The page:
These palm trees are everywhere and they are soo big. I knew I wouldn’t be able to describe accurately how large they are, so here’s a photo using me to scale. I wanted to cut some of the fronds and bring them home to all of our florist friends but my suitcase was at its weight limit.
So this is where it gets funny. Or not. Either way. There was a sign that we always passed on our way back to our house that says El Pilar Mayan Ruins – 7 Miles. It was mid-afternoon and we had run out of other things to do so, we decided to take a quick trip to check it out. An hour and a half later there was no sign of El Pilar or really any civilization (Mayan or current) other than a few cows here and there, and we were debating on turning around or whether we should hope James makes it through the next giant mud hole (also see video).
Finally, we reached El Pilar, where again, one guard greeted us and explained that we were the first people to visit in the last 3 days. Yay, us! He also explained that the majority of El Pilar has NOT been excavated in an effort to preserve the ruins (the excavation process and being in open air causes the ruins to deteriorate quickly). So, other than a few small excavated areas, you are essentially walking around looking at mounds of dirt with trees growing in them. Yay, us?! We pretended like we knew that all long, as he went on to explain the direction we needed to walk. It actually was fascinating to see what it looks like before excavation – if you didn’t know what you were looking for it wouldn’t look any different than any other part of the forest. The guard also said we would probably see monkeys and toucans, so I spent most of the time looking up into the trees any way.
About an hour later I was hungry and thirsty (we didn’t think in a 7 mile drive we would need to bring extra food/water) and about to give up looking for monkeys and toucans when I heard a toucan and went about searching for it. In my toucan search, I happened to run across a few spider monkeys (photos below)!! When Chris caught up to me and also heard what I thought was a toucan, he simply said “nope, that’s a Howler monkey” with a big smile on his face as he started howling back at it. Within just a few minutes of back and forth human vs. monkey howling, he had a whole group of them yelling at him and no sightings and I suggested it was time to go.
As we headed out on the second longest 7 mile ride of our lives we came across two men walking down the road with machetes and a bunch of dogs. We were super puzzled about where they came from because there were literally no homes anywhere on this road. My window was down and as we drove by, one of them jokingly asked for a ride back to town. To his surprise (and mine a little bit), Chris slammed on the brakes and told them to hop in the back. They explained that they worked for the Mennonites (we think on the farm where the photo of the cows above is taken) and they walk to work from town on Monday morning (all 7 miles) stay on the farm all week to work and then walk back on Friday night so they can attend church on Saturday. We chatted about hunting (because why not?), wild life and the Belizean culture. It was safe to say our adventure just kept getting more adventurous.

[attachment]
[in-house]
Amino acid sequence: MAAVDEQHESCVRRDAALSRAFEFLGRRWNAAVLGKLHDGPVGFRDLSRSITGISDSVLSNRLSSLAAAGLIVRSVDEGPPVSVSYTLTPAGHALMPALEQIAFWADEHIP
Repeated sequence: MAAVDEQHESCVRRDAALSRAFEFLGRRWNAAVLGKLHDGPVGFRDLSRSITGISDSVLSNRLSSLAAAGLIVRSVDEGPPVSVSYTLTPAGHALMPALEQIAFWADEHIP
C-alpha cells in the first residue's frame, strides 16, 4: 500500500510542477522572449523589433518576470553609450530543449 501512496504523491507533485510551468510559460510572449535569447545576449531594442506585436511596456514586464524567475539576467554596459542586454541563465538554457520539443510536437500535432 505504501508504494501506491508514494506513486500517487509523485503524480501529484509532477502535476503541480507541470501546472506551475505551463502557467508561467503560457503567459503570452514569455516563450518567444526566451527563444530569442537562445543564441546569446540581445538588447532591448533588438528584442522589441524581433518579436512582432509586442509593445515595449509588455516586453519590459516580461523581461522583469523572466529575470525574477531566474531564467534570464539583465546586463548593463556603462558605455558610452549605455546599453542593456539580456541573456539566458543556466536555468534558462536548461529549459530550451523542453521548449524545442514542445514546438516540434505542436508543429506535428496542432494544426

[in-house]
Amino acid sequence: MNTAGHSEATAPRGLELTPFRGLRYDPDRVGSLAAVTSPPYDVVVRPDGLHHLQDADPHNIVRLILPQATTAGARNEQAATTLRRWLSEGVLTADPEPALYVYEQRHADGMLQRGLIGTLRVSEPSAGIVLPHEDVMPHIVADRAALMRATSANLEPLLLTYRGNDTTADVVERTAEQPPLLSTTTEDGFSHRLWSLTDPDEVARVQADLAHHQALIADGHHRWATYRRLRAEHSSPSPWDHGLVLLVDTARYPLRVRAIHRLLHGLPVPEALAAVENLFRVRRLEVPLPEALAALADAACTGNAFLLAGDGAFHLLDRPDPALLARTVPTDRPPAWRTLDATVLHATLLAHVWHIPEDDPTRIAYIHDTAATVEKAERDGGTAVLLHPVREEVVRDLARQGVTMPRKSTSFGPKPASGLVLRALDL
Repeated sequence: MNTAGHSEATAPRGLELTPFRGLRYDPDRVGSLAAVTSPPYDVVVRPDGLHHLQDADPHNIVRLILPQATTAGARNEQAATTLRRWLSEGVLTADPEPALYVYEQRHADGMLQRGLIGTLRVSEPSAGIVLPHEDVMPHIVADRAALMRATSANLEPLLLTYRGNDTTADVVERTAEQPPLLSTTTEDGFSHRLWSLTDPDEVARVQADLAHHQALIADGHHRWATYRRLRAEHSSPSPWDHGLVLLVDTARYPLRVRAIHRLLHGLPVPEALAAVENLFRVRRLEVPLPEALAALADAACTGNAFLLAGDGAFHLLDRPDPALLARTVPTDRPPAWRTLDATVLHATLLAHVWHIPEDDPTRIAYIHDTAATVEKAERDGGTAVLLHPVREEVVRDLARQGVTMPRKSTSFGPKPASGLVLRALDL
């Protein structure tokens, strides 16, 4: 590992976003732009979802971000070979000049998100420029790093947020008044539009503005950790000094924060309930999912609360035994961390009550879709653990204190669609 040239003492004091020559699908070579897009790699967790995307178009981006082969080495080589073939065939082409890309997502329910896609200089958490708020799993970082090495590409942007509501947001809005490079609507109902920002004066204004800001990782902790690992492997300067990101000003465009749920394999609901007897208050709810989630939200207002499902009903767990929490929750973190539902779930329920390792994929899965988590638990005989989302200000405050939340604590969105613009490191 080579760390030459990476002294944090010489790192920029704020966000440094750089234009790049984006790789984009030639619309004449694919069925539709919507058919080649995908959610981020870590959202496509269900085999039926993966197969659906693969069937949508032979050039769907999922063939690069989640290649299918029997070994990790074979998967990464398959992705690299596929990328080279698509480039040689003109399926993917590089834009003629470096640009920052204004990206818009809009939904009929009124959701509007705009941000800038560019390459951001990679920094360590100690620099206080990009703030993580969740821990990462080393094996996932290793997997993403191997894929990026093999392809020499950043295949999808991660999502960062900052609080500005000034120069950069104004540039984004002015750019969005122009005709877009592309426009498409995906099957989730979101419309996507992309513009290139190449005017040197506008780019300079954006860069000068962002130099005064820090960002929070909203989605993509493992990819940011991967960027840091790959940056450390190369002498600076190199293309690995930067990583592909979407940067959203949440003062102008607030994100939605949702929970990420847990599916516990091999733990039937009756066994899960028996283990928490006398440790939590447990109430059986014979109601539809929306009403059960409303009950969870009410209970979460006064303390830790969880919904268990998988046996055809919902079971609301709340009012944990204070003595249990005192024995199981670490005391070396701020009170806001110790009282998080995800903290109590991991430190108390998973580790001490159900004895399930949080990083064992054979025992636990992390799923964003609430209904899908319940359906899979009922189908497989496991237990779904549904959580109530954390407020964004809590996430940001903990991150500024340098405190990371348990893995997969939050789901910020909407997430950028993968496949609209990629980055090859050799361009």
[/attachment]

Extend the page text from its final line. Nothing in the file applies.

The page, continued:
That pretty much concluded our stay in San Ignacio and we packed up and headed out early the next morning, back towards Belize City with a stop at the Belize Zoo on the way. Many people told us that the zoo was nowhere near as good as zoos in the US, but we wanted to see it for ourselves. By the time we were half way through the zoo, we both decided this was literally the best zoo ever. All of the animals had been rescued – either they were injured, or had been illegally kept as pets, confiscated and couldn’t be released back into the wild. The zoo is built in naturally grown wooded areas, swamp and jungle. And our favorite thing about the zoo was the lack of fencing. Don’t get me wrong, there were fences t0 keep the animals contained, however the only thing protecting humans from entering the pen with the salt water crocodile was the common sense (apparently people who go to American zoos lack this common sense) to not climb over the one, chainlink, 4 foot high fence separating you from the animal that could eat you. If I wanted to I could have reached over and touched it, rather than looking at it from far away or through a thick pane of glass. It was much more of an immersive experience than any American zoo.
The monkeys have a ground fence around their enclosure to keep people out of their space, but when you look up, they can easily move around the entire zoo (and even outside of the zoo) through the trees. The only thing keeping them at the zoo is the consistent food source.
The zoo concluded our time on the mainland of Belize and next we hopped on a water taxi to Caye Caulker. I don’t have a lot of photos from Caye Caulker, but what I can tell you is that it was amazing and we will be going back. There are no cars on the island, all transportation is by bike or on foot (or call the golf cart taxi). The local food is phenomenal, the local people are so friendly and accommodating and the Barrier Reef is some of the best snorkeling I have ever done. The dogs on the island (both pets and strays) are well taken care by residents and tourists and well snuggled by me =)